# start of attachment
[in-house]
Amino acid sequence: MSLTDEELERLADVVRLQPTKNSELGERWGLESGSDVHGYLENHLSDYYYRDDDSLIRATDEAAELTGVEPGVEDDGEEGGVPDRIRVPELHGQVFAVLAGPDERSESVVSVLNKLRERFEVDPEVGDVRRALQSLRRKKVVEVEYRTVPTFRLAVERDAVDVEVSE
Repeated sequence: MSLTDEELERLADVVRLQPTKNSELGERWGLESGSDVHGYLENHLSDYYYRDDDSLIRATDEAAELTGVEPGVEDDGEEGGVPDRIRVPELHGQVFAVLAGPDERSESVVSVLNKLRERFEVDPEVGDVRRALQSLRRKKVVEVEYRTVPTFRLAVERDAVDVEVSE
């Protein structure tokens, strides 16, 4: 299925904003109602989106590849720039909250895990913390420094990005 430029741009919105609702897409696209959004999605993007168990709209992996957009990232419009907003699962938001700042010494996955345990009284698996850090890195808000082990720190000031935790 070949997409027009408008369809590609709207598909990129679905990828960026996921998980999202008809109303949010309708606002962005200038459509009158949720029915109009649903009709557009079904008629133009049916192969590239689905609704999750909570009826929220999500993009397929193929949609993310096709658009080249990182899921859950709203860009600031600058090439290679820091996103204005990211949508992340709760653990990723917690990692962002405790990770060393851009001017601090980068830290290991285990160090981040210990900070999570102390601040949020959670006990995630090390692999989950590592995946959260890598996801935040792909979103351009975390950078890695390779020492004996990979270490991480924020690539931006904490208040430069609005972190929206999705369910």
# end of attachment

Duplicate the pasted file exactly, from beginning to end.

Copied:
[in-house]
Amino acid sequence: MSLTDEELERLADVVRLQPTKNSELGERWGLESGSDVHGYLENHLSDYYYRDDDSLIRATDEAAELTGVEPGVEDDGEEGGVPDRIRVPELHGQVFAVLAGPDERSESVVSVLNKLRERFEVDPEVGDVRRALQSLRRKKVVEVEYRTVPTFRLAVERDAVDVEVSE
Repeated sequence: MSLTDEELERLADVVRLQPTKNSELGERWGLESGSDVHGYLENHLSDYYYRDDDSLIRATDEAAELTGVEPGVEDDGEEGGVPDRIRVPELHGQVFAVLAGPDERSESVVSVLNKLRERFEVDPEVGDVRRALQSLRRKKVVEVEYRTVPTFRLAVERDAVDVEVSE
């Protein structure tokens, strides 16, 4: 299925904003109602989106590849720039909250895990913390420094990005 430029741009919105609702897409696209959004999605993007168990709209992996957009990232419009907003699962938001700042010494996955345990009284698996850090890195808000082990720190000031935790 070949997409027009408008369809590609709207598909990129679905990828960026996921998980999202008809109303949010309708606002962005200038459509009158949720029915109009649903009709557009079904008629133009049916192969590239689905609704999750909570009826929220999500993009397929193929949609993310096709658009080249990182899921859950709203860009600031600058090439290679820091996103204005990211949508992340709760653990990723917690990692962002405790990770060393851009001017601090980068830290290991285990160090981040210990900070999570102390601040949020959670006990995630090390692999989950590592995946959260890598996801935040792909979103351009975390950078890695390779020492004996990979270490991480924020690539931006904490208040430069609005972190929206999705369910």